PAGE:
ACP, C, Caricom, CDB, FAO, G-77, IADB, IAEA, IBRD, ICAO, ICCt, ICRM, IDA, IFAD, IFC, IFRCS, ILO, IMF, IMO, Interpol, IOC, IOM, ITU, ITUC, LAES, MIGA, NAM, OAS, OPANAL, OPCW, PCA, UN, UNCTAD, UNESCO, UNIDO, UPU, WCL, WHO, WIPO, WMO, WTO
Diplomatic representation in the US:

chief of mission: Ambassador Lisa M. SHOMAN
chancery: 2535 Massachusetts Avenue NW, Washington, DC 20008
telephone: [1] (202) 332-9636
FAX: [1] (202) 332-6888
consulate(s) general: Los Angeles
Diplomatic representation from the US:

chief of mission: Ambassador Robert J. DIETER
embassy: Floral Park Road, Belmopan City, Cayo District
mailing address: 3050 Belize Place, Washington DC 20521-3050
telephone: [501] 822-4011
FAX: [501] 822-4012
Flag description:

blue with a narrow red stripe along the top and the bottom edges; centered is a large white disk bearing the coat of arms; the coat of arms features a shield flanked by two workers in front of a mahogany tree with the related motto SUB UMBRA FLOREO (I Flourish in the Shade) on a scroll at the bottom, all encircled by a green garland
   Economy    Belize Top of Page
Economy - overview:

In this small, essentially private-enterprise economy tourism is the number one foreign exchange earner followed by exports of marine products, citrus, cane sugar, bananas, and garments. The government's expansionary monetary and fiscal policies, initiated in September 1998, led to sturdy GDP growth averaging nearly 4% in 1999-2006. Major concerns continue to be the sizable trade deficit and unsustainable foreign debt. The government in 2006 announced it would seek a restructuring of its sovereign debt and has been negotiating with international creditors to find an acceptable formula for doing so. A key short-term objective remains the reduction of poverty with the help of international donors.
GDP (purchasing power parity):

$2.307 billion (2006 est.)
GDP (official exchange rate):

$1.141 billion (2006 est.)
GDP - real growth rate:

3.5% (2006 est.)
GDP - per capita (PPP):

$8,400 (2006 est.)
GDP - composition by sector:

agriculture: 22.5%
industry: 14.8%
services: 62.6% (2006 est.)
Labor force:

113,000
note: shortage of skilled labor and all types of technical personnel (2006 est.)
Labor force - by occupation:

agriculture: 22.5%
industry: 15.2%
services: 62.3% (2005 est.)
Unemployment rate:

9.4% (2006)
Population below poverty line:

33.5% (2002 est.)
Household income or consumption by percentage share:

lowest 10%: NA%
highest 10%: NA%
Inflation rate (consumer prices):

4.3% (2006 est.)
Investment (gross fixed):

20.6% of GDP (2006 est.)
Budget:

revenues: $302.6 million
expenditures: $324.9 million; including capital expenditures of $70 million (2006 est.)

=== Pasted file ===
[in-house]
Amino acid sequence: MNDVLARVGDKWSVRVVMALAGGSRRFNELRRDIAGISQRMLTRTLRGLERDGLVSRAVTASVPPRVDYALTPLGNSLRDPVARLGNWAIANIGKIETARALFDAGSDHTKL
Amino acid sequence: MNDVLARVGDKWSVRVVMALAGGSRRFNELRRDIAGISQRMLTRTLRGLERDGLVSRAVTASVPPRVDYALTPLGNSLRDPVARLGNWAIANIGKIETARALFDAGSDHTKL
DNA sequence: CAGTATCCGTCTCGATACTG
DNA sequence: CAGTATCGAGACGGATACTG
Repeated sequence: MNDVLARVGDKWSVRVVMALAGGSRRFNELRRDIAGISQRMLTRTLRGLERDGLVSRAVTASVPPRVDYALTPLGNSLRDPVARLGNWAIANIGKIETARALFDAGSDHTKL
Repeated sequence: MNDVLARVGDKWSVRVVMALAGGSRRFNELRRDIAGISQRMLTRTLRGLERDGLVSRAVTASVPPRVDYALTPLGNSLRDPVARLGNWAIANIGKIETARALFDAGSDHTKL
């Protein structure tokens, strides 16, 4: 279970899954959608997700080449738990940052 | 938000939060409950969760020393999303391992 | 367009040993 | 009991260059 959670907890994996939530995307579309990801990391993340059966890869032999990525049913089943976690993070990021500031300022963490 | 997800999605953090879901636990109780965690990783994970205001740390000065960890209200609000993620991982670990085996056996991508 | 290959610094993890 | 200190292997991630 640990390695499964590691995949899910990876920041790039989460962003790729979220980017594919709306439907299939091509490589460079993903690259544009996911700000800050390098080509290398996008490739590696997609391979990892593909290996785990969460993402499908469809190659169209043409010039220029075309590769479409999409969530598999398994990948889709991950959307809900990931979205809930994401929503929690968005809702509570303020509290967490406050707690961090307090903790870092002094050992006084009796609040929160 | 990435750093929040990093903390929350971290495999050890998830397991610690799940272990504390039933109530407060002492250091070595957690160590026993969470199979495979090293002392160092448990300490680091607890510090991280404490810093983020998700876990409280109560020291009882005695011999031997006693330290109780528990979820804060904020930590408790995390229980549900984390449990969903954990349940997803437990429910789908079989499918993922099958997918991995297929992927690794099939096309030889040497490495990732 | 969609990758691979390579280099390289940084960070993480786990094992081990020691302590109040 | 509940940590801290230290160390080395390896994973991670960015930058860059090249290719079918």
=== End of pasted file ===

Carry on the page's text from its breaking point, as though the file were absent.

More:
Agriculture - products:

bananas, cacao, citrus, sugar; fish, cultured shrimp; lumber; garments
Industries:

garment production, food processing, tourism, construction, oil
Industrial production growth rate:

4.6% (1999)
Electricity - production:

175 million kWh (2005)
Electricity - consumption:

162.8 million kWh (2005)
Electricity - exports:

0 kWh (2005)
Electricity - imports:

0 kWh (2005)
Oil - production:

2,413 bbl/day (2006)
Oil - consumption:

3,000 bbl/day (2006 est.)
Oil - exports:

1,960 bbl/day (2006)
Oil - imports:

NA bbl/day
Oil - proved reserves:

0 bbl
Natural gas - production:

0 cu m (2005 est.)
Natural gas - consumption:

0 cu m (2005 est.)
Current account balance:

-$26 million (2006 est.)
Exports:

$427 million f.o.b. (2006 est.)
Exports - commodities:

sugar, bananas, citrus, clothing, fish products, molasses, wood
Exports - partners:

US 33.9%, UK 33.6%, Cote d'Ivoire 3.7% (2006)
Imports:

$612 million f.o.b. (2006 est.)
Imports - commodities:

machinery and transport equipment, manufactured goods; fuels, chemicals, pharmaceuticals; food, beverages, tobacco
Imports - partners:

US 35.7%, Mexico 13%, Cuba 7.7%, Guatemala 7.2%, China 4.3% (2006)
Economic aid - recipient:

$NA
Reserves of foreign exchange and gold:

$113.7 million (2006 est.)
Debt - external:

$1.2 billion (June 2005 est.)
Market value of publicly traded shares:

$NA
Currency (code):

Belizean dollar (BZD)
Exchange rates:

Belizean dollars per US dollar - 2 (2006), 2 (2005), 2 (2004), 2 (2003), 2 (2002)
Fiscal year:

1 April - 31 March
   Communications    Belize Top of Page
Telephones - main lines in use:

33,900 (2006)
Telephones - mobile cellular:

118,300 (2006)
Telephone system:

general assessment: above-average system; fixed-line teledensity of 12 per 100 persons; mobile-cellular telephone density of about 40 per 100 persons